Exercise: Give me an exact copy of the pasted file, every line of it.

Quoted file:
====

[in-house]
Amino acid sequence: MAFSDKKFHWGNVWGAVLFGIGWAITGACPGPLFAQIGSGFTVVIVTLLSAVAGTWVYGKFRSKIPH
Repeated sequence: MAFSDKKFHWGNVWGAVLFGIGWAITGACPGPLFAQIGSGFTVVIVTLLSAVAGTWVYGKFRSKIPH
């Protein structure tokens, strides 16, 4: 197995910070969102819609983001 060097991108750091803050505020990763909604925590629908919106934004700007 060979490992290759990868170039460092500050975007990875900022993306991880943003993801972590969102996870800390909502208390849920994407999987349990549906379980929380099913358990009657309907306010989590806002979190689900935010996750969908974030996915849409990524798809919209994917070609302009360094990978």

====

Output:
[in-house]
Amino acid sequence: MAFSDKKFHWGNVWGAVLFGIGWAITGACPGPLFAQIGSGFTVVIVTLLSAVAGTWVYGKFRSKIPH
Repeated sequence: MAFSDKKFHWGNVWGAVLFGIGWAITGACPGPLFAQIGSGFTVVIVTLLSAVAGTWVYGKFRSKIPH
């Protein structure tokens, strides 16, 4: 197995910070969102819609983001 060097991108750091803050505020990763909604925590629908919106934004700007 060979490992290759990868170039460092500050975007990875900022993306991880943003993801972590969102996870800390909502208390849920994407999987349990549906379980929380099913358990009657309907306010989590806002979190689900935010996750969908974030996915849409990524798809919209994917070609302009360094990978």